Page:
Two laptops, which contained personal information for hundreds of thousands of patients, were recently stolen from University of Alberta Hospital in Canada.

How many victims? 250,000.

What type of personal information? Names and personal health numbers.

What happened? The laptops were stolen from a locked hospital laboratory room where they were chained to desks. The hard drives of the laptops contained a random sample of 250,000 lab reports, which contained the personally identifiable information (PII).

Details: The laptops are encrypted so it would be “extremely difficult” to access the sensitive information, making the risk of identity theft low – but still possible, hospital officials told the Edmonton Journal.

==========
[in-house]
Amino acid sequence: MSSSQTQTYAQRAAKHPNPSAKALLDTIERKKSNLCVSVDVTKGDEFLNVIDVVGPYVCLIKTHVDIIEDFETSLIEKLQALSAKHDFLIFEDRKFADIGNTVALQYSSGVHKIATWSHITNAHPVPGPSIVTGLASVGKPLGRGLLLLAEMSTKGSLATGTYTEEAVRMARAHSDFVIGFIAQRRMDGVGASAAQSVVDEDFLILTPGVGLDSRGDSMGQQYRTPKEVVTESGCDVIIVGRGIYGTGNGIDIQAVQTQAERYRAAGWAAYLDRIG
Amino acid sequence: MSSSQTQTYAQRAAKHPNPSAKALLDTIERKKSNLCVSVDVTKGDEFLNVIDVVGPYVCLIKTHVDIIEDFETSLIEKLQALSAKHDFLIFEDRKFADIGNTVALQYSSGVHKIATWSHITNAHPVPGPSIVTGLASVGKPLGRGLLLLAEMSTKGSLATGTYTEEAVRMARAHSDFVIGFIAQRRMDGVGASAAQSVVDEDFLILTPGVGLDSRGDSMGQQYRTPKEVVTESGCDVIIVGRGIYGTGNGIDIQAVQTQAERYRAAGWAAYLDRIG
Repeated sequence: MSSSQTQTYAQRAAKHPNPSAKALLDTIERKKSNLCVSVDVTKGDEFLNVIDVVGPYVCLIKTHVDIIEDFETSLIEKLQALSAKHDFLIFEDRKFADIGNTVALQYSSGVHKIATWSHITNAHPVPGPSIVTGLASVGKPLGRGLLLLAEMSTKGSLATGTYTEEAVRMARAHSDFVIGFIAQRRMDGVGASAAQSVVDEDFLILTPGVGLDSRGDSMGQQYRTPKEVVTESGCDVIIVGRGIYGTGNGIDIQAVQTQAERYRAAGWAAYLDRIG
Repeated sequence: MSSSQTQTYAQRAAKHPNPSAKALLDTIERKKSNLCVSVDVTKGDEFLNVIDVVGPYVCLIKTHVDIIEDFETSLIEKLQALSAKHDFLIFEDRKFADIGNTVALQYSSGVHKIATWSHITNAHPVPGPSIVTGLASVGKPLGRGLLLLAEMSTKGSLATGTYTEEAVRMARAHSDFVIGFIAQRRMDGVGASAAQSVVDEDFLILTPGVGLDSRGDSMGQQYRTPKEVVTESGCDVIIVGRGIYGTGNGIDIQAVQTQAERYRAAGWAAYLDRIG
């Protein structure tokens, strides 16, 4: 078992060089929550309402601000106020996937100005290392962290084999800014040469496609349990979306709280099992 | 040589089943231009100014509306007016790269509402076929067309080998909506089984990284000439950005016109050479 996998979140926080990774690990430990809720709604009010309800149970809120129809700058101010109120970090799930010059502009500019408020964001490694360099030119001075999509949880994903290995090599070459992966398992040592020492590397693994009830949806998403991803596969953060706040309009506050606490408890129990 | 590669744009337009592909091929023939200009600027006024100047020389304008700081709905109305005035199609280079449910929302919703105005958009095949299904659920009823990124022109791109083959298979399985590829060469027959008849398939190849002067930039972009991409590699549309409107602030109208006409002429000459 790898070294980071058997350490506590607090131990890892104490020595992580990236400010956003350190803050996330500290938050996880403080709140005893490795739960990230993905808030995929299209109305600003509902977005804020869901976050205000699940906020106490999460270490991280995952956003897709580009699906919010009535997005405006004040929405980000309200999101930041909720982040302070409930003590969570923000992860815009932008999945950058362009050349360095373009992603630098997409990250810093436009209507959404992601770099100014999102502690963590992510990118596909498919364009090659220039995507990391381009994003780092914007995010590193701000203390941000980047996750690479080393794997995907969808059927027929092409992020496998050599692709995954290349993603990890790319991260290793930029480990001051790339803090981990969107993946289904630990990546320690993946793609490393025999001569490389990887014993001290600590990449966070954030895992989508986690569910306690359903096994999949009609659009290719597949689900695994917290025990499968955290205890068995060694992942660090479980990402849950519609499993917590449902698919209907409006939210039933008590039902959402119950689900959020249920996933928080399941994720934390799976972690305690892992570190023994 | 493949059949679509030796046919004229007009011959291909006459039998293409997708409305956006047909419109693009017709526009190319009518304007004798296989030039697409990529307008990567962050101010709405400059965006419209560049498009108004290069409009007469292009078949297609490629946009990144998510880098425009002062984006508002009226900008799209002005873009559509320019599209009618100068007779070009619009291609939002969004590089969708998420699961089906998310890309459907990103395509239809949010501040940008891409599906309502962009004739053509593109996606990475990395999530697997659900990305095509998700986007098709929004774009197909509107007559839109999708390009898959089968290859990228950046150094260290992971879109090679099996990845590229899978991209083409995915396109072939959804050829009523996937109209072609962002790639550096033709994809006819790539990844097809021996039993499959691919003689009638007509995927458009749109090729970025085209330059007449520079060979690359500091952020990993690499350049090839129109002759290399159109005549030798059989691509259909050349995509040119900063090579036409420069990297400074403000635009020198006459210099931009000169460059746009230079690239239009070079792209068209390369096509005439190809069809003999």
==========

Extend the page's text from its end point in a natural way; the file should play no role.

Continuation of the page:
The hospital does not know which patient’s personal health numbers were contained on the computers because those on the list were randomly selected.

Quote: “The public should not be concerned,” Bill Trafford, chief information officer of Alberta Health Services told the Edmonton Journal. “We believe there’s very, very low risk of any information on those devices being made accessible to anybody else.”

Source: edmontonjournal.com, Edmonton Journal, “Laptops with patient information of thousands of Albertans stolen from U of A Hospital,” June 24, 2009.